NEW YORK: The price of seven-year Treasury notes jumped on Tuesday after strong demand at auction for $32 billion of new issues, with yields down across maturities ahead of the Federal Reserve's policy statement on Wednesday.
The U.S. Treasury Department auctioned seven-year government notes at a yield of 2.625 percent, the lowest at an auction of this debt maturity since January 2018, Treasury data showed. Yields move inversely to price.
Direct bidders who buy issues from Treasury without a Wall Street intermediary - a group that includes bond dealers, large fund managers and select foreign central bank like the People's Bank of China - took 24.9 percent of the auction. That is the third highest percentage on record.
"The interesting thing was the strength of the direct bid," said Lou Brien, market strategist at DRW Trading, because "China is a part of the indirect bidders."
Although it is not clear which bidders participated in Tuesday's auction, the assumption of Chinese demand "may be part of the bid in Treasuries."
The seven-year yield was last down 3.8 basis points at 2.61 percent, the largest drop in bonds yields from the two-year to the 30-year. Good results from the $162 billion in new debt offered Monday, which also saw strong demand from direct bidders, pushed up expectations for Tuesday afternoon's auctions.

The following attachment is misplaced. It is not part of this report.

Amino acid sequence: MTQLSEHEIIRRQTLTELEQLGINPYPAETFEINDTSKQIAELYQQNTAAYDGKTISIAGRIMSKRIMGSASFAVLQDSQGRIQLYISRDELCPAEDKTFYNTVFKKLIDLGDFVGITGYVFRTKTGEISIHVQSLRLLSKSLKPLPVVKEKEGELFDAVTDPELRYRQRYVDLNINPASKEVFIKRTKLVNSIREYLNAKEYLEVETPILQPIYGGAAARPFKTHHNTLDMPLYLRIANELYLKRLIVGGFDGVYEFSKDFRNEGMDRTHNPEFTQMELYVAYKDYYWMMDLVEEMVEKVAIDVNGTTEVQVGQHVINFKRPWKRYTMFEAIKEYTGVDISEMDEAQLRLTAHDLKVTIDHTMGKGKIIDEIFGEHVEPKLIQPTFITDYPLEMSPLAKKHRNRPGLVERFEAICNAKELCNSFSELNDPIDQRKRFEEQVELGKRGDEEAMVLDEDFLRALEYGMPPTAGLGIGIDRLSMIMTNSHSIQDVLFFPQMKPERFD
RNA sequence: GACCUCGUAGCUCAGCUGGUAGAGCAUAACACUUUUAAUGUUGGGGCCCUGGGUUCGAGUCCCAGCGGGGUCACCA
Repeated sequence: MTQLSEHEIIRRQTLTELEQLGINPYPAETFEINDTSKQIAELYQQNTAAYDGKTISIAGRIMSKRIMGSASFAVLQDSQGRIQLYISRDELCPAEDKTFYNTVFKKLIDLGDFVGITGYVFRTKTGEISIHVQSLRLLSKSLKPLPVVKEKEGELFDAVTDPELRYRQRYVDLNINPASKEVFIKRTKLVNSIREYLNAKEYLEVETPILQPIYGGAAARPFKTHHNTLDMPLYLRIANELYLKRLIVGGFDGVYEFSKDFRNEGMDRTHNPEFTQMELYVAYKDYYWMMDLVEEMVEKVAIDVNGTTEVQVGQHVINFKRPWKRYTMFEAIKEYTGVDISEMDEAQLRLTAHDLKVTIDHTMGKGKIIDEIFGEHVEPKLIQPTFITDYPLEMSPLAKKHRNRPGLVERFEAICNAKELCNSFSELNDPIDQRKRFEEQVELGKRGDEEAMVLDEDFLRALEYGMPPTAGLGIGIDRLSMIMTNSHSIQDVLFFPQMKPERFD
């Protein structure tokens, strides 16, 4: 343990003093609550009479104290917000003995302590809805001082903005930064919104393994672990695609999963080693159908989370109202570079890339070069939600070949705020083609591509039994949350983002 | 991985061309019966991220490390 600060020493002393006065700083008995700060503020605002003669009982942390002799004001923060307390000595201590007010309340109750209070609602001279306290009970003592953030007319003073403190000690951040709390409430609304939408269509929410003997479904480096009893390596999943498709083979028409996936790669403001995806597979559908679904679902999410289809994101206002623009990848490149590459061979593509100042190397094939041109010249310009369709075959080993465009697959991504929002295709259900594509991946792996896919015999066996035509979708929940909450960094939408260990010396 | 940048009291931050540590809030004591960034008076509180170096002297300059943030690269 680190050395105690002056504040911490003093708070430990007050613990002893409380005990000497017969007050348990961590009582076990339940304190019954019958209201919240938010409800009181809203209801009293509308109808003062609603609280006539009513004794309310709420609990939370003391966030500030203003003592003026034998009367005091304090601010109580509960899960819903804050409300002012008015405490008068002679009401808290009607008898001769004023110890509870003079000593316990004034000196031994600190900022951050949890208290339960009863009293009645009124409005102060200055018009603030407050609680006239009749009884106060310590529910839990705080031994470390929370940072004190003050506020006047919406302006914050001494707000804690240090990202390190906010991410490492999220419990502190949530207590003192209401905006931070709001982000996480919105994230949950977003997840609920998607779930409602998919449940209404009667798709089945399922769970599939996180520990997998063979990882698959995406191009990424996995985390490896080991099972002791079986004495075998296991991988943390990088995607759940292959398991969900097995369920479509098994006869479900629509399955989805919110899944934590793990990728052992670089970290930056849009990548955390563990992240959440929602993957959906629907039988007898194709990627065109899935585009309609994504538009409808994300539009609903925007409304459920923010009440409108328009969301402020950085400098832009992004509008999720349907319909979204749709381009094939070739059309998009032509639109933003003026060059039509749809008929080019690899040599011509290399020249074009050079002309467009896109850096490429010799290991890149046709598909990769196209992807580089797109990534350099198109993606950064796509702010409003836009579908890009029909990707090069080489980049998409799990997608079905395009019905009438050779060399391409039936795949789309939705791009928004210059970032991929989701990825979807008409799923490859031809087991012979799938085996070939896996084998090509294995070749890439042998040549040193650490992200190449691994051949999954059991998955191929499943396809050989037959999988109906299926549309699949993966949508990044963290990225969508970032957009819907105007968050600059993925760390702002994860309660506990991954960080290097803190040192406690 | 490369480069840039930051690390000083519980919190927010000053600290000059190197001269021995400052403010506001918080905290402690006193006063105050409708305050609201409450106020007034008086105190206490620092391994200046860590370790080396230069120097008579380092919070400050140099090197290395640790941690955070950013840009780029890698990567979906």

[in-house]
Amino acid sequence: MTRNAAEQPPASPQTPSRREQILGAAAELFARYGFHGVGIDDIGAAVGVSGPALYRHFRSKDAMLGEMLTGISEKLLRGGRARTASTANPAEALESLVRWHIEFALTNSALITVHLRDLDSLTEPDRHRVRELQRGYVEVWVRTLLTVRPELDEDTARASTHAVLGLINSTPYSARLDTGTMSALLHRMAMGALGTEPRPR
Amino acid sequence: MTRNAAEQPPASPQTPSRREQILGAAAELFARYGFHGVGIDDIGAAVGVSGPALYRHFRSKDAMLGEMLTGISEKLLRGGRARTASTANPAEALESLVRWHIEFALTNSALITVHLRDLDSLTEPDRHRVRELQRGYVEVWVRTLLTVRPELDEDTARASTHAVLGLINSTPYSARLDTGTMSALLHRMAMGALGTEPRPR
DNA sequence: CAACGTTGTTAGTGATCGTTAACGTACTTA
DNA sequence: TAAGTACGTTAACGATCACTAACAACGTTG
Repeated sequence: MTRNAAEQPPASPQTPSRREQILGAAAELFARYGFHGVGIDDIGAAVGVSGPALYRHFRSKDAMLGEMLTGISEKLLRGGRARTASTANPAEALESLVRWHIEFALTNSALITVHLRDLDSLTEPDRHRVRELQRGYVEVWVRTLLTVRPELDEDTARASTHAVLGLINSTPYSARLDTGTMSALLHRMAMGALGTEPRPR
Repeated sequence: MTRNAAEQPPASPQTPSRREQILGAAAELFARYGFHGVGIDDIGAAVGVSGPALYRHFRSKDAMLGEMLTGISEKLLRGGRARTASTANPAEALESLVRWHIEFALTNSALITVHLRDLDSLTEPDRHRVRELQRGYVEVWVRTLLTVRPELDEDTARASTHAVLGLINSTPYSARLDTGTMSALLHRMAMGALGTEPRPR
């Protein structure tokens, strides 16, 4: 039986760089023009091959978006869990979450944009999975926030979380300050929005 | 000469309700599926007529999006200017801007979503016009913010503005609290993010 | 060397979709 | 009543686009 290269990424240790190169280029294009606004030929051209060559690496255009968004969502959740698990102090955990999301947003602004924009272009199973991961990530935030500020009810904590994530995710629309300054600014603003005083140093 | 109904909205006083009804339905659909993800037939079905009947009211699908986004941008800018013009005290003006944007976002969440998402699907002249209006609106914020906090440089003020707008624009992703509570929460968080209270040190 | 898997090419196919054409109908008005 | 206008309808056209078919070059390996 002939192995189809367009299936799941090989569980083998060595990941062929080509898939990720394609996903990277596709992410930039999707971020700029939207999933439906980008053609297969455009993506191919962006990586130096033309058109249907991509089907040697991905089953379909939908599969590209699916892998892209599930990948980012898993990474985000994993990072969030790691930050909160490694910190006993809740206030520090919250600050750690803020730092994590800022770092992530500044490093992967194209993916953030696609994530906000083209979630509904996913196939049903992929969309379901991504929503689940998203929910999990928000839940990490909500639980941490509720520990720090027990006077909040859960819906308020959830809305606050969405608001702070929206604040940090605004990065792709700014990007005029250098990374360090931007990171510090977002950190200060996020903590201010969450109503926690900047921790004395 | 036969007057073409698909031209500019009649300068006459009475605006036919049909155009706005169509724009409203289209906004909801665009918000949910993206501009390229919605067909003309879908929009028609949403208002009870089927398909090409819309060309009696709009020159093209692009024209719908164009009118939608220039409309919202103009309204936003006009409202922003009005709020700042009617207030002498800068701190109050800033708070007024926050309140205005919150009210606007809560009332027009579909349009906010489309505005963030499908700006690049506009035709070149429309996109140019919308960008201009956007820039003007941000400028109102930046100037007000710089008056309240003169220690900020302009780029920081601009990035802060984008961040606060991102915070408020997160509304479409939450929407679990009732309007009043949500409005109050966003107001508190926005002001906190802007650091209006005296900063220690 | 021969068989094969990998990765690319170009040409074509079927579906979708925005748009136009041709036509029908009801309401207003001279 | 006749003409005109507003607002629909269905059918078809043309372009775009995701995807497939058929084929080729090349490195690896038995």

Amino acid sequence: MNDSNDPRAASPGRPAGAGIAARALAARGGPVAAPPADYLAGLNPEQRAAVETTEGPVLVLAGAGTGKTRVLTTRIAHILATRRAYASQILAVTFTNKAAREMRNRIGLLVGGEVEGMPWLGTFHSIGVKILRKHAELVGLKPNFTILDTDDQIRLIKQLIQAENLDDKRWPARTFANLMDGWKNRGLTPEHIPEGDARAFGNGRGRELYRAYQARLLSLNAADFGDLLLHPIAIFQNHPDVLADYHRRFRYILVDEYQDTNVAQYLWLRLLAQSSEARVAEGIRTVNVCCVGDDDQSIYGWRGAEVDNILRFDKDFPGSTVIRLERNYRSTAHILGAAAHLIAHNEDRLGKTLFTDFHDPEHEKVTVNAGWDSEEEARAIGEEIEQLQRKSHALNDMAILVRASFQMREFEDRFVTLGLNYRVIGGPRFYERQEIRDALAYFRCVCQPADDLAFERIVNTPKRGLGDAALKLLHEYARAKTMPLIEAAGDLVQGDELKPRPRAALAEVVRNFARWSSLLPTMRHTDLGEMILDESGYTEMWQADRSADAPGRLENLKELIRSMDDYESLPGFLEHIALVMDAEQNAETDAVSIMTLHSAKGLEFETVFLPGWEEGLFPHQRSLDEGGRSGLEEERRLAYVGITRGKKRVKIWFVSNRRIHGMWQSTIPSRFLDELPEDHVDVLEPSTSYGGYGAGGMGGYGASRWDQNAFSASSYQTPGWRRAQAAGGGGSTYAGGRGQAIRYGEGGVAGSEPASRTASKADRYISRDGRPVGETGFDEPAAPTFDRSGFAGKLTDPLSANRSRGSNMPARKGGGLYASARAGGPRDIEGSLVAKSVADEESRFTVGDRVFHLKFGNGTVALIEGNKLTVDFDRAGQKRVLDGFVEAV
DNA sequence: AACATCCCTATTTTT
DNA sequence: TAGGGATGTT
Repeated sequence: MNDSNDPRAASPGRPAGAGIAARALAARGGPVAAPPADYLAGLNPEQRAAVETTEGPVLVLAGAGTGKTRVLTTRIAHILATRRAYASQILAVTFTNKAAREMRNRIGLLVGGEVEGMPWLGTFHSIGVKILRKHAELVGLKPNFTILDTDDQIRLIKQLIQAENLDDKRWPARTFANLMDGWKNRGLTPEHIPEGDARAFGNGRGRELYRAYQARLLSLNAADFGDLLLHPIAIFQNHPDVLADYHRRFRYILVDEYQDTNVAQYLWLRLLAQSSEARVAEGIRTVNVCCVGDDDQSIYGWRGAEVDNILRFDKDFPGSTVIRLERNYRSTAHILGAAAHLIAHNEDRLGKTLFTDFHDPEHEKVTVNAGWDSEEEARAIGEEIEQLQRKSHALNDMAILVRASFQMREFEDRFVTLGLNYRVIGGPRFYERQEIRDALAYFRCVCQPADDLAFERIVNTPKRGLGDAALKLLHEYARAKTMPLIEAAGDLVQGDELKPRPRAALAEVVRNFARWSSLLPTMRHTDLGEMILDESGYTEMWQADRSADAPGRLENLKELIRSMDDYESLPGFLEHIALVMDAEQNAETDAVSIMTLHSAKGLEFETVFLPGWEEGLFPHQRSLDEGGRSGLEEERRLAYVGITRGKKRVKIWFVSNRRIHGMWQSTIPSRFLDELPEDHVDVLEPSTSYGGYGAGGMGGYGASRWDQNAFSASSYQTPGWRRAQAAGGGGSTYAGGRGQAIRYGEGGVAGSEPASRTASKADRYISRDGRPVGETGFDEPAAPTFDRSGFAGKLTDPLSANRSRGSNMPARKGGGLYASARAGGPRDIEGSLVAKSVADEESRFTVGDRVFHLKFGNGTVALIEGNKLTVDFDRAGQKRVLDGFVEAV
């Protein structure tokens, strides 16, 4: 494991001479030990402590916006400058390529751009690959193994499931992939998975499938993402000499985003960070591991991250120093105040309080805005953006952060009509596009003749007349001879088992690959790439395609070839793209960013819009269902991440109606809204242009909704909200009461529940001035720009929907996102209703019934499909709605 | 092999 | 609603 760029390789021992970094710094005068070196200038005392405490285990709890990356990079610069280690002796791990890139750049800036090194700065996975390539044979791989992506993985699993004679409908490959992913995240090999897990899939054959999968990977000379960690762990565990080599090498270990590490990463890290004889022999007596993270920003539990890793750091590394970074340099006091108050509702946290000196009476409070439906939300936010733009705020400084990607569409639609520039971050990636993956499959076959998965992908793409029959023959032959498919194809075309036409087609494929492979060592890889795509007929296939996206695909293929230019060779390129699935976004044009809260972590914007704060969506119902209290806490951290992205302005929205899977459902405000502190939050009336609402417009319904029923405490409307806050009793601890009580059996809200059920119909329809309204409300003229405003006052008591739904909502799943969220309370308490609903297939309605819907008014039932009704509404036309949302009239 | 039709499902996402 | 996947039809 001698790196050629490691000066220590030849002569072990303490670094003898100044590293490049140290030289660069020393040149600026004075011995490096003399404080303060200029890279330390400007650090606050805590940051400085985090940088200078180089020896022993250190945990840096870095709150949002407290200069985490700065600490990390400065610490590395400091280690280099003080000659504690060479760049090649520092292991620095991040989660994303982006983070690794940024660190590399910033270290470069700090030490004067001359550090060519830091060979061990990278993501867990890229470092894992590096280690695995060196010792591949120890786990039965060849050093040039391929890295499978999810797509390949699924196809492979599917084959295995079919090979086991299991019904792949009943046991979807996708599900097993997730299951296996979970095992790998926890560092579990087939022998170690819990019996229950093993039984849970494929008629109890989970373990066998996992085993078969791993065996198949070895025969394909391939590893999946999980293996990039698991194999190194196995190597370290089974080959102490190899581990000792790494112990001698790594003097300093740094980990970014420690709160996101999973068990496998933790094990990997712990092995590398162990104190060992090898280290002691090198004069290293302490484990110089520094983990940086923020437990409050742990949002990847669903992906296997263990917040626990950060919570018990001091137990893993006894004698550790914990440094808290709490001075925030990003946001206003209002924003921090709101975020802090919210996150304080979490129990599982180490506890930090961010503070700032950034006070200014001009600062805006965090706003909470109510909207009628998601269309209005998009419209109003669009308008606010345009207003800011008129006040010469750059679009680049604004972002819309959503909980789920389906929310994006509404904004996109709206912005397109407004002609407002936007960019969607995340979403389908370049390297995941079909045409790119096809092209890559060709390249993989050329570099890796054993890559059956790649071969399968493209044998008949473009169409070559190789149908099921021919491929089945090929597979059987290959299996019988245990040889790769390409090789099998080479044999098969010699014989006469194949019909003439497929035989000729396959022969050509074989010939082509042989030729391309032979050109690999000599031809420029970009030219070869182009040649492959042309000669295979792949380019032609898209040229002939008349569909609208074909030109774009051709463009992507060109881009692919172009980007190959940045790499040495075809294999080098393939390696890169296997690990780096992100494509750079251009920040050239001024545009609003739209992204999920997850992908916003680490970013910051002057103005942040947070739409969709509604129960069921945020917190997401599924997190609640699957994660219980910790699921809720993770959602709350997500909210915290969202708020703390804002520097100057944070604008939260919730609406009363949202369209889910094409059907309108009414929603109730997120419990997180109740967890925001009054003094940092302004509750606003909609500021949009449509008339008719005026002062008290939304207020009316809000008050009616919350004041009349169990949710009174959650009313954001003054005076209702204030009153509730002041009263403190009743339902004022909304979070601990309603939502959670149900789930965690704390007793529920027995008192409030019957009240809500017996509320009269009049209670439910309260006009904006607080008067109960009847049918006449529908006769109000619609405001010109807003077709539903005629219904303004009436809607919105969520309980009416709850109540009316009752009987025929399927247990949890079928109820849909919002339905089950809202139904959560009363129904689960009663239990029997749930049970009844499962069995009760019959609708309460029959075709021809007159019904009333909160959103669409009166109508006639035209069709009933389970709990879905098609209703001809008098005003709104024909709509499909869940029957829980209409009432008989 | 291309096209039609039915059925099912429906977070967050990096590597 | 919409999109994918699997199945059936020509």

The flood of supply comes ahead of a policy statement from Federal Reserve Chair Jerome Powell on Wednesday. While the central bank is not expected to adjust its policy, the language in the statement will be scrutinized carefully for signs of Powell's willingness to pause the central bank's gradual interest rate increases.
A pause in rate-hiking became a talking point after U.S. economic data came in softer than expected in December and investors were whipped around by financial markets. Strong demand for U.S. debt indicates the market believes that rates will not be raised, at least in the short term.
Yields were also dragged lower following data which showed an index of U.S. consumer confidence was at its lowest since July 2017.
Later this week, investors will be watching the release of several important economic data reports, some of which had been delayed by the record five-week partial U.S. government shutdown that ended this weekend.
Employment data for December will be published on Friday and is expected to show the shutdown's impact.
The benchmark 10-year yield was down 3.2 basis points, last at 2.71 percent. The two-year yield, which reflects market expectations of rate hikes was down 2 basis points, last at 2.57 percent.